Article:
Posts Tagged ‘wasabi’

Wasabi Deviled Eggs

Wasabi Deviled Eggs

Wasabi Deviled Eggs

I was so inspired by a some wasabi deviled eggs I recently ate at a Tank Bar (at Friday, Saturday, Sunday) happy hour, that I decided to make 3 dozen deviled eggs for a reception at work. Pictured above are wasabi deviled eggs (marked with a green wasabi dot), and curry deviled eggs. While I love all deviled eggs (I could easily eat a dozen snuck off a potluck table), the wasabi variation is my favorite.

Wasabi Deviled Eggs

makes 24 halves

1 dozen large eggs

2 Tbs. mayo ( I use light mayo)

1 Tbs. brown mustard

1.5 Tbs. wasabi paste

salt and pepper, to taste

Peeled eggs in a bowl

Peeled eggs in a bowl

Boil a dozen eggs for 7 minutes, or until the yolks are very firm.  Run the eggs under cold water until cool to the touch, and peel (this is the hardest part). Slice each egg lengthwise, and with a small spoon, scoop out the yolk and place in a bowl.  Repeat with all 24 egg halves. Gently rinse each egg half, taking care not to tear the walls of the egg white “boats,”   and place on a tea towel to dry.

Egg white "boats" post-rinse

Egg white "boats" post-rinse

Add the mayonnaise, mustard, wasabi paste, and salt and pepper to the yolk bowl and mash with a potato ricer, pastry cutter, or a large folk, stirring occasionally until you have a thick, yet fluffy paste. If the mixture seems to dry, add more mayo or mustard. Scoop the paste into a pastry bag or Ziploc bag, and cut a hole in the corner of the bag.

Plate the egg white “boats” – because I don’t have a deviled egg tray I like to plate them on a bed of arugula, to prevent slipping and sliding. Pipe the yolk paste into each egg white “well.” Garnish egg wasabi egg half (especially if you are serving them with a egg variation that has less kick) with a small dollop of wasabi on top.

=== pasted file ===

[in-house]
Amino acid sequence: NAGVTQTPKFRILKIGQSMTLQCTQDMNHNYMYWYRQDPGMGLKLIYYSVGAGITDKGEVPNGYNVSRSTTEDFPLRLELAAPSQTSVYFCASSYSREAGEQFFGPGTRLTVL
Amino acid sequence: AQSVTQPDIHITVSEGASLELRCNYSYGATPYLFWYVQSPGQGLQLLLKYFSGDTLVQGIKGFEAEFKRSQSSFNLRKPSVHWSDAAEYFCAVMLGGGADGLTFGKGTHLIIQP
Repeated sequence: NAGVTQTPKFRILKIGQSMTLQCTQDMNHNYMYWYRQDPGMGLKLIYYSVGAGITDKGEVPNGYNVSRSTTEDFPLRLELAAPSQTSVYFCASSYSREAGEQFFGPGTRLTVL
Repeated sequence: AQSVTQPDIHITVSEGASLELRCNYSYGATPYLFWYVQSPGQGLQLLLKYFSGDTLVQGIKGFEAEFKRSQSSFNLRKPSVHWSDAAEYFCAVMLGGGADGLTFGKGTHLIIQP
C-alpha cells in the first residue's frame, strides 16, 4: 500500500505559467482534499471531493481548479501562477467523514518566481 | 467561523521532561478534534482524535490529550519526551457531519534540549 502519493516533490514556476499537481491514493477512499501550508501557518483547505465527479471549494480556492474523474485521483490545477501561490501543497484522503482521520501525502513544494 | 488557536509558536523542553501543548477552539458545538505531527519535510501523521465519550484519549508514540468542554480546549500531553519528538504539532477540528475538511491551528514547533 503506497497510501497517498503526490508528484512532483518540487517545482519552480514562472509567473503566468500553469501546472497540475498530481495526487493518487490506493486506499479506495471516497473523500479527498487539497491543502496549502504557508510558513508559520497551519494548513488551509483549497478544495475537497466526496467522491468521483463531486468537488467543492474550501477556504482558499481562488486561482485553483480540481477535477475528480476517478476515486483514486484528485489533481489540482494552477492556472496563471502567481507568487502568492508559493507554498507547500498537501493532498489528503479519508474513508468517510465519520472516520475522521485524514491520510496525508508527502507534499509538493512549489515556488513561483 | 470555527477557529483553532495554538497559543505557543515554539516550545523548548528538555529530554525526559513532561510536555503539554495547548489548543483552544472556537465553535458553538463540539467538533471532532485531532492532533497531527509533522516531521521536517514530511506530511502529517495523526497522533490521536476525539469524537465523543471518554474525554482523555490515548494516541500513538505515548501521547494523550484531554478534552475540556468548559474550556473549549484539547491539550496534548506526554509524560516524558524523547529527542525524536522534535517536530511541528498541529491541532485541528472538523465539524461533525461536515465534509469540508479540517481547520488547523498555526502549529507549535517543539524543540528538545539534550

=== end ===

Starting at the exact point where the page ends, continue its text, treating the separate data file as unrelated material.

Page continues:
Korean-Style Cucumber Salad with Soy and Ginger, on Romaine

Korean-Style Cucumber Salad with Soy and Ginger

Korean-Style Cucumber Salad with Soy and Ginger

The secret to this cucumber salad from How to Cook Everything is to peel the cucumbers, scrape out the seeds inside before slicing them, and then let them drain, salted, in a colander before rinsing. I used the Korean-style variation, adding chili sesame oil.

The recipe is for the dressed cucumbers alone, but I laid them on a bed of very thinly sliced Romaine and dressed the salad with the remaining cucumber marinade. For added crunch, color and kick and I sprinkled on a handful of wasabi-crusted,  multi-color soybeans that I bought at an Amish market in Harrisonburg, VA.

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